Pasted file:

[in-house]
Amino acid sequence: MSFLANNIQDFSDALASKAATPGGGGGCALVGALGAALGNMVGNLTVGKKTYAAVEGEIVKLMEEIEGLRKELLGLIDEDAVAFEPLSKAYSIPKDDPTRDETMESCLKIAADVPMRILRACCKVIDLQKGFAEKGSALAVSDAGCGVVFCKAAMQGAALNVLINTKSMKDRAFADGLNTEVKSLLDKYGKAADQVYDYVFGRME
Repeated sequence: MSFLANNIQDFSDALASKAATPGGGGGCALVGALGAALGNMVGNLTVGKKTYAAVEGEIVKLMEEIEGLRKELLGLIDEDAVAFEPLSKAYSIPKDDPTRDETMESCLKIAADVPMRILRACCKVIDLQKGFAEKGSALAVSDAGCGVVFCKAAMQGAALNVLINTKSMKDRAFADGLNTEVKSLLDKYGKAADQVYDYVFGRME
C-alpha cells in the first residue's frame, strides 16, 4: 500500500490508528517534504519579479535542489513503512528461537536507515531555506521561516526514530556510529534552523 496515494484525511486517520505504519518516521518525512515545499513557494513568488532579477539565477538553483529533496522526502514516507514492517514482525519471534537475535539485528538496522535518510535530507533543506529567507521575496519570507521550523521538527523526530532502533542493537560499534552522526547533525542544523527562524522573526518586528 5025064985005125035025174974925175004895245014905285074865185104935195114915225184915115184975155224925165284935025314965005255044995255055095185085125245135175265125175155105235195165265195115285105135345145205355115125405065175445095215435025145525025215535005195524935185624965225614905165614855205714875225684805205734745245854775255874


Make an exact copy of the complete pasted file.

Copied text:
[in-house]
Amino acid sequence: MSFLANNIQDFSDALASKAATPGGGGGCALVGALGAALGNMVGNLTVGKKTYAAVEGEIVKLMEEIEGLRKELLGLIDEDAVAFEPLSKAYSIPKDDPTRDETMESCLKIAADVPMRILRACCKVIDLQKGFAEKGSALAVSDAGCGVVFCKAAMQGAALNVLINTKSMKDRAFADGLNTEVKSLLDKYGKAADQVYDYVFGRME
Repeated sequence: MSFLANNIQDFSDALASKAATPGGGGGCALVGALGAALGNMVGNLTVGKKTYAAVEGEIVKLMEEIEGLRKELLGLIDEDAVAFEPLSKAYSIPKDDPTRDETMESCLKIAADVPMRILRACCKVIDLQKGFAEKGSALAVSDAGCGVVFCKAAMQGAALNVLINTKSMKDRAFADGLNTEVKSLLDKYGKAADQVYDYVFGRME
C-alpha cells in the first residue's frame, strides 16, 4: 500500500490508528517534504519579479535542489513503512528461537536507515531555506521561516526514530556510529534552523 496515494484525511486517520505504519518516521518525512515545499513557494513568488532579477539565477538553483529533496522526502514516507514492517514482525519471534537475535539485528538496522535518510535530507533543506529567507521575496519570507521550523521538527523526530532502533542493537560499534552522526547533525542544523527562524522573526518586528 5025064985005125035025174974925175004895245014905285074865185104935195114915225184915115184975155224925165284935025314965005255044995255055095185085125245135175265125175155105235195165265195115285105135345145205355115125405065175445095215435025145525025215535005195524935185624965225614905165614855205714875225684805205734745245854775255874